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The Live Fix with Chris Cillizza: Hoya heartbreak, House health-care votes, Armstrong vs. Kornheiser, the next big legislative issues, more

Mar 19, 2010

Every Friday, The Fix goes live, as Chris Cillizza discusses the latest news about Congress, the Obama administration, upcoming elections and all the latest political news.


Sorry for the lateness -- name drop alert! -- I was on with DIANE REHM this morning.

I am here now and armed with a venti black tea lemonade. Let's do it.


There seem to be two very different narratives going around about the vote count. One is that Pelosi has the votes, and will thus be able to allow some members to vote against the bill---this narrative is the front page NY Times story, plus Nate Silver, plus the intrade markets and others. The other narrative is that she doesn't yet have the votes, and may struggle to get them. Is this division normal for votes like this?

I think it is because so much of the vote-counting is going on behind closed doors and, hence, not available for public consumption.

Remember that simply because there remain a number of undecideds publicly on the bill doesn't mean all of those ame people are undecided privately. My guess is that there are only a handful of truly undecided members at this point.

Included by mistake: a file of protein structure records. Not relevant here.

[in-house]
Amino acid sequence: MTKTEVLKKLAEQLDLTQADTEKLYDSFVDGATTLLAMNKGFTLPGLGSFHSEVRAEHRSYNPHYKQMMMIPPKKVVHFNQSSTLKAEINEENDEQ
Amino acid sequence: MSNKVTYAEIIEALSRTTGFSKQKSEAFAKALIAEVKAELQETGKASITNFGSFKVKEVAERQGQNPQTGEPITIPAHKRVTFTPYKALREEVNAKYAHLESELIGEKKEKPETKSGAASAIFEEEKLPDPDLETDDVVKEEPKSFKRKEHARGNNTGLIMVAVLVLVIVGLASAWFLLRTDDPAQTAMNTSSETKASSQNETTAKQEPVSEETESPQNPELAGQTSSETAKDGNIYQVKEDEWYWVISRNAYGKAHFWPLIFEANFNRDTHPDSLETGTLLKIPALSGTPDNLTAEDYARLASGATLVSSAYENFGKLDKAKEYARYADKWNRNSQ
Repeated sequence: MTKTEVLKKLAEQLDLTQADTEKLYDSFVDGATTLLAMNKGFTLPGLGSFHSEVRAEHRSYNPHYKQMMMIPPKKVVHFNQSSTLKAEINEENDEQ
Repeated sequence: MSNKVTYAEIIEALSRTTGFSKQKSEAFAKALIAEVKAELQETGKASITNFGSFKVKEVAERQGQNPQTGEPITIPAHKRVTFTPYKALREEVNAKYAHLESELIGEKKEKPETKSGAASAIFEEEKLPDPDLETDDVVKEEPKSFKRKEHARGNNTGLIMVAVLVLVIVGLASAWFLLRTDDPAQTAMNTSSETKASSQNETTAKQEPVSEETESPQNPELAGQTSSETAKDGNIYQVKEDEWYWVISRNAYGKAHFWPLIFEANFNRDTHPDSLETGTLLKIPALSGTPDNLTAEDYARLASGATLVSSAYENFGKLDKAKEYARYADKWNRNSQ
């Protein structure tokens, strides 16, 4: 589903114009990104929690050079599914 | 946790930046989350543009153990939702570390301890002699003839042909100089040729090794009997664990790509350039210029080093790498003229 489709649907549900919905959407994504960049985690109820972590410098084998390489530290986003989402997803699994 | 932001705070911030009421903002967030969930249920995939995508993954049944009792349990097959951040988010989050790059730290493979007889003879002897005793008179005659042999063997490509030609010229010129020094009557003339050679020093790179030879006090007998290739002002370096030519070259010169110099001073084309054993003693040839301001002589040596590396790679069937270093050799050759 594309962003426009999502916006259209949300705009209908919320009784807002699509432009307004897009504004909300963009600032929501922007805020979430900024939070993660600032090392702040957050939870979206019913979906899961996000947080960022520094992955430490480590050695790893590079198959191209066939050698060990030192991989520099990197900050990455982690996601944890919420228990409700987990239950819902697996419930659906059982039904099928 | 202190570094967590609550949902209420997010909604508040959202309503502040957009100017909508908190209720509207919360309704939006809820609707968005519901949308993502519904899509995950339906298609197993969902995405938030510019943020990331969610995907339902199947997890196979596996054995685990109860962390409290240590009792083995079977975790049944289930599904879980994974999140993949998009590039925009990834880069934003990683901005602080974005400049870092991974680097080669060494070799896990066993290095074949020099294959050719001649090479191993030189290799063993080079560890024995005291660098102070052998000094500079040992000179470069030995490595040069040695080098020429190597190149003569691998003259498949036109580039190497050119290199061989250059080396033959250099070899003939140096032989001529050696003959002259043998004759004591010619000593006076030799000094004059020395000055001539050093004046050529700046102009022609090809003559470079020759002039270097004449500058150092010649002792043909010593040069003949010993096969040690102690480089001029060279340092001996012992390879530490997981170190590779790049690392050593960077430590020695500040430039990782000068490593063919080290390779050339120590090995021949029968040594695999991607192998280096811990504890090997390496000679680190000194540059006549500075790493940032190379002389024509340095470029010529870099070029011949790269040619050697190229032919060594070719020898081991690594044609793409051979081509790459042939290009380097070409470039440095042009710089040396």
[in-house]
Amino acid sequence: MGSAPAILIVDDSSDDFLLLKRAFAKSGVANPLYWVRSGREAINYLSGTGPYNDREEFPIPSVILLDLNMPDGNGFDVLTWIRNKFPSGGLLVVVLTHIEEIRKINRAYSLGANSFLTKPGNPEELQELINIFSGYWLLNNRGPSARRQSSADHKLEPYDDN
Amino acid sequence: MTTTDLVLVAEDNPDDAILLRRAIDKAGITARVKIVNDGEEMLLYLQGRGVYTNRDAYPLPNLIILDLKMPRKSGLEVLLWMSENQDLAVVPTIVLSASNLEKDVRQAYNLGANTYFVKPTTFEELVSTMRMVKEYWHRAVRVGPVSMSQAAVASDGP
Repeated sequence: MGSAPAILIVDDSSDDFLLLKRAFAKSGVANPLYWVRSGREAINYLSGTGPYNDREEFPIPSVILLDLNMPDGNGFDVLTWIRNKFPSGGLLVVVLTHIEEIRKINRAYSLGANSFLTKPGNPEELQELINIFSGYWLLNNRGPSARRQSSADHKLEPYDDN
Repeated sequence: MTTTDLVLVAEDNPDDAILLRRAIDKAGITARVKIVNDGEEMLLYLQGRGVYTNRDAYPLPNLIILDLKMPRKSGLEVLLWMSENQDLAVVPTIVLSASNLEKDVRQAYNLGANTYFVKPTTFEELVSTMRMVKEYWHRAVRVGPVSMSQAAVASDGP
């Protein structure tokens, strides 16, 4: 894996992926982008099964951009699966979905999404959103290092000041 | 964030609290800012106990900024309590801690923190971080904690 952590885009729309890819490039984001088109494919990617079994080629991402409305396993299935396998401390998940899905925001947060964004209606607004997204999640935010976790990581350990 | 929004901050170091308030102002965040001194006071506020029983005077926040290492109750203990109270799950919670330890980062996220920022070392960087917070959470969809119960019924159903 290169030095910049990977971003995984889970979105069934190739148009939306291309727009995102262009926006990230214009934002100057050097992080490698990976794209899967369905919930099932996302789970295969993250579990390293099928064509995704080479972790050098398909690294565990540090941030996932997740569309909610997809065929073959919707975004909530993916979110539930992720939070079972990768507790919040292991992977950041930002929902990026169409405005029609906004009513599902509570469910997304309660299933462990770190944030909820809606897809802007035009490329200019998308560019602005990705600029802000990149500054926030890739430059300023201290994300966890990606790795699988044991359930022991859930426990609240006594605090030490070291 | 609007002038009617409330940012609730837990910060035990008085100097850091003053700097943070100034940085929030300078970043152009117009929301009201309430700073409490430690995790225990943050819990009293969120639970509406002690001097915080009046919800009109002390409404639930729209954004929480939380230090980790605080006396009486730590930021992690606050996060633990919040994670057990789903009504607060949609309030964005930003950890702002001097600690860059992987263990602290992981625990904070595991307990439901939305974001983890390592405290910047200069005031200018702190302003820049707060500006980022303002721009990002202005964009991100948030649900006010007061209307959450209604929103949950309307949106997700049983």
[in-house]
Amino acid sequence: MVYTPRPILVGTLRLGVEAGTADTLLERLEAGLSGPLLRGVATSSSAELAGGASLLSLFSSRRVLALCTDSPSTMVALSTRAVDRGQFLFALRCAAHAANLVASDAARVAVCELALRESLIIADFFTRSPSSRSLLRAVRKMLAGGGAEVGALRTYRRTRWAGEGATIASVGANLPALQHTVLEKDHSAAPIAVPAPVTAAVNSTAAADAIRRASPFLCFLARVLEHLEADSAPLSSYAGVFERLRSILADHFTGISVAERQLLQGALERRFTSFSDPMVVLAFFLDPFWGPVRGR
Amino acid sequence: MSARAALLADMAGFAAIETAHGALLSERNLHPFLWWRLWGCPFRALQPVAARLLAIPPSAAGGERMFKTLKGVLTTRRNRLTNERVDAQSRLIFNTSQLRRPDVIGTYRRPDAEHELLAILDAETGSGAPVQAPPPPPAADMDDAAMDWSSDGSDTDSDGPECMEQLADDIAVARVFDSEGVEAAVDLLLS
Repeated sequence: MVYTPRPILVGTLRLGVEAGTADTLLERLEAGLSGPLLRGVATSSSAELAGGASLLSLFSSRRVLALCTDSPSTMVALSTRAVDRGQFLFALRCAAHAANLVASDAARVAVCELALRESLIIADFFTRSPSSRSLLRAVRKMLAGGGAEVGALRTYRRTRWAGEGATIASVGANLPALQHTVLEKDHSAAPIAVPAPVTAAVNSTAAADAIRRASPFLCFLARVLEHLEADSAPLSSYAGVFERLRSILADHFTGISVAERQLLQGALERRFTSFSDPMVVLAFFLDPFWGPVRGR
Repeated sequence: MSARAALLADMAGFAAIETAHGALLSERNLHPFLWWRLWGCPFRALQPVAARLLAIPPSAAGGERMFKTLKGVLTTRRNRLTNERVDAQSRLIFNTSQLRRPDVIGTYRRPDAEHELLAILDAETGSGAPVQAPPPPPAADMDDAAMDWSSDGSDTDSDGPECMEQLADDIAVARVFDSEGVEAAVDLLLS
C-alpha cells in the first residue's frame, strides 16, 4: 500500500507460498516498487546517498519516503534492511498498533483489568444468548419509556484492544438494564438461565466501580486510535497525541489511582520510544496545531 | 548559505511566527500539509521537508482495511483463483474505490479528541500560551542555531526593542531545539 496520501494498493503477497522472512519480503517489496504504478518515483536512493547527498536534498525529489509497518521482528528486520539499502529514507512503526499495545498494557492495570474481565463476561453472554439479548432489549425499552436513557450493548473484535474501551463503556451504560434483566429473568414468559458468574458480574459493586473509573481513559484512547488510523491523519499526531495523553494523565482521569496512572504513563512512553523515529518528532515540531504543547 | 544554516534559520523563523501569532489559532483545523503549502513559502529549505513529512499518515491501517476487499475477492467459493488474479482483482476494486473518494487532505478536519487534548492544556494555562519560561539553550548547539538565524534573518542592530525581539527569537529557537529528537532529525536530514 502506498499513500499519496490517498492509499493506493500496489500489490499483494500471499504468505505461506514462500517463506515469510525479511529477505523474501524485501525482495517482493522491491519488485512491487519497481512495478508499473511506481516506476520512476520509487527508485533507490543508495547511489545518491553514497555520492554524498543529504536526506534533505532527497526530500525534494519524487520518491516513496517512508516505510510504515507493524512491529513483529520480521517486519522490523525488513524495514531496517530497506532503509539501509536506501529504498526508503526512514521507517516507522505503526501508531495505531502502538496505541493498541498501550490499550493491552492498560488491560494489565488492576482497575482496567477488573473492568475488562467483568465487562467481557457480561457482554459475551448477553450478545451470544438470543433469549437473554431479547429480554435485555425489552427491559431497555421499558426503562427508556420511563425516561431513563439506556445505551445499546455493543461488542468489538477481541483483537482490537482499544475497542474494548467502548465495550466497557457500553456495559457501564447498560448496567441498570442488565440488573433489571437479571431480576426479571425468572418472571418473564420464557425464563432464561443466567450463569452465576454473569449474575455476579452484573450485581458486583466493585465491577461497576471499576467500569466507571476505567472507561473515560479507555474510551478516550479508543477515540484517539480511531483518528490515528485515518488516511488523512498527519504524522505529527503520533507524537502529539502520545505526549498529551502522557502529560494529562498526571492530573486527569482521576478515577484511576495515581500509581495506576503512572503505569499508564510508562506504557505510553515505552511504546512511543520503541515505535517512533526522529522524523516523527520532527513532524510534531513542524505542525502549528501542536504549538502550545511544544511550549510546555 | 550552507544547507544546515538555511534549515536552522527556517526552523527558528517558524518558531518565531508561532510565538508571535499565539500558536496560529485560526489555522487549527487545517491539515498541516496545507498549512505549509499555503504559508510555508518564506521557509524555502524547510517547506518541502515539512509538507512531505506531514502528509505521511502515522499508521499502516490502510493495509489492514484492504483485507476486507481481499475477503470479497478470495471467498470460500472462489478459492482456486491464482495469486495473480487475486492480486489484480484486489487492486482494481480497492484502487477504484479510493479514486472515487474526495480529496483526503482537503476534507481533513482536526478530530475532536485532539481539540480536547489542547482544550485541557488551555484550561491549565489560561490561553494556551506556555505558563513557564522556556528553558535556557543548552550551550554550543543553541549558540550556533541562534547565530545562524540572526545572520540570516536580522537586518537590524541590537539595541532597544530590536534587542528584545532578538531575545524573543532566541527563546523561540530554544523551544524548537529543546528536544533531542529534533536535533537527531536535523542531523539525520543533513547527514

I have long believed that the White House simply cannot let this bill fail as it would fundamentally undermine the argument Obama made in 2008 that he could get Washington working again.

That said, there is at least one very smart observer of the House that I speak to regularly who insists it is going to be much harder for Pelosi to get to 216 than people realize.

Either way, C-SPAN on Sunday is going to be must-watch TV.

Which House Democrats by voting for the Healthcare Bill do you think will be effectively ending their chances of winning in November? Betsy Markey of Colorado and Tom Perriello of Virginia seem to be two of the most obvious choices.